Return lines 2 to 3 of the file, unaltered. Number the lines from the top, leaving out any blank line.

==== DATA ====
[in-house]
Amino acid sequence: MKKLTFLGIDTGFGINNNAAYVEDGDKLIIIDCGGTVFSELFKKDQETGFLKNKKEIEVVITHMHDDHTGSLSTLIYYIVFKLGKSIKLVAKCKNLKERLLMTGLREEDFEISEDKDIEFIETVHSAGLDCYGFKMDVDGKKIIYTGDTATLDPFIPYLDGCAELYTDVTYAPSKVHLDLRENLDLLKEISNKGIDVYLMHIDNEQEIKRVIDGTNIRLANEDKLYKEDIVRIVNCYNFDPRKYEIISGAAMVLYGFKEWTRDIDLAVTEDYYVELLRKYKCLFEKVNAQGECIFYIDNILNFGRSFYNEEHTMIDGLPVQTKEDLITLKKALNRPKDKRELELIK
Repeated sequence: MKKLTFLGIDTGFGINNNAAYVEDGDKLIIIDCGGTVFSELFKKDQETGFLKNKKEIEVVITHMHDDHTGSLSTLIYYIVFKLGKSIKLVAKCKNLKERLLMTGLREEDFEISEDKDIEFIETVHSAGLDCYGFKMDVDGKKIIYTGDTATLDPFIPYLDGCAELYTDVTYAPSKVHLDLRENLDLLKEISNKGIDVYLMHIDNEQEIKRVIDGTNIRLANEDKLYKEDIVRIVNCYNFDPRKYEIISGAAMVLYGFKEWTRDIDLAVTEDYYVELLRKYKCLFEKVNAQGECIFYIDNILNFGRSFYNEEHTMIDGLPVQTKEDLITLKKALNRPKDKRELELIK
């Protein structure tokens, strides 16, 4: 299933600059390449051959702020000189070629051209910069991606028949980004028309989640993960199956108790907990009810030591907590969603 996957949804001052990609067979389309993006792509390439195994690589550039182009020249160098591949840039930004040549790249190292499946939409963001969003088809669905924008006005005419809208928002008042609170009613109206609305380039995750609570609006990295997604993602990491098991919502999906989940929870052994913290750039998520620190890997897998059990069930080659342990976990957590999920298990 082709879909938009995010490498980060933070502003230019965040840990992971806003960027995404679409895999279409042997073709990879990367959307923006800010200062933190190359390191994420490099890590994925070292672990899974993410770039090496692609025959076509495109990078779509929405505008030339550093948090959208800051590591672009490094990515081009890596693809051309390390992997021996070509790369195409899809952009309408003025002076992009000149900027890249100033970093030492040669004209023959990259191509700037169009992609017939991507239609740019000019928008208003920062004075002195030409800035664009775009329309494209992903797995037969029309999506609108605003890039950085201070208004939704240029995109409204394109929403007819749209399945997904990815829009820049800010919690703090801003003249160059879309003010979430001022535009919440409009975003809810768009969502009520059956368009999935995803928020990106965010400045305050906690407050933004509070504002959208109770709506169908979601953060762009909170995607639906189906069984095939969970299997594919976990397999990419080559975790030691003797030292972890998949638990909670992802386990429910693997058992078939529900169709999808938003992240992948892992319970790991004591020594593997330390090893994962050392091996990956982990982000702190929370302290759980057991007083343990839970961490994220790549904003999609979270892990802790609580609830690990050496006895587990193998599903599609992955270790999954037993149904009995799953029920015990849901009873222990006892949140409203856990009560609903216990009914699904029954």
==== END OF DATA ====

Amino acid sequence: MKKLTFLGIDTGFGINNNAAYVEDGDKLIIIDCGGTVFSELFKKDQETGFLKNKKEIEVVITHMHDDHTGSLSTLIYYIVFKLGKSIKLVAKCKNLKERLLMTGLREEDFEISEDKDIEFIETVHSAGLDCYGFKMDVDGKKIIYTGDTATLDPFIPYLDGCAELYTDVTYAPSKVHLDLRENLDLLKEISNKGIDVYLMHIDNEQEIKRVIDGTNIRLANEDKLYKEDIVRIVNCYNFDPRKYEIISGAAMVLYGFKEWTRDIDLAVTEDYYVELLRKYKCLFEKVNAQGECIFYIDNILNFGRSFYNEEHTMIDGLPVQTKEDLITLKKALNRPKDKRELELIK
Repeated sequence: MKKLTFLGIDTGFGINNNAAYVEDGDKLIIIDCGGTVFSELFKKDQETGFLKNKKEIEVVITHMHDDHTGSLSTLIYYIVFKLGKSIKLVAKCKNLKERLLMTGLREEDFEISEDKDIEFIETVHSAGLDCYGFKMDVDGKKIIYTGDTATLDPFIPYLDGCAELYTDVTYAPSKVHLDLRENLDLLKEISNKGIDVYLMHIDNEQEIKRVIDGTNIRLANEDKLYKEDIVRIVNCYNFDPRKYEIISGAAMVLYGFKEWTRDIDLAVTEDYYVELLRKYKCLFEKVNAQGECIFYIDNILNFGRSFYNEEHTMIDGLPVQTKEDLITLKKALNRPKDKRELELIK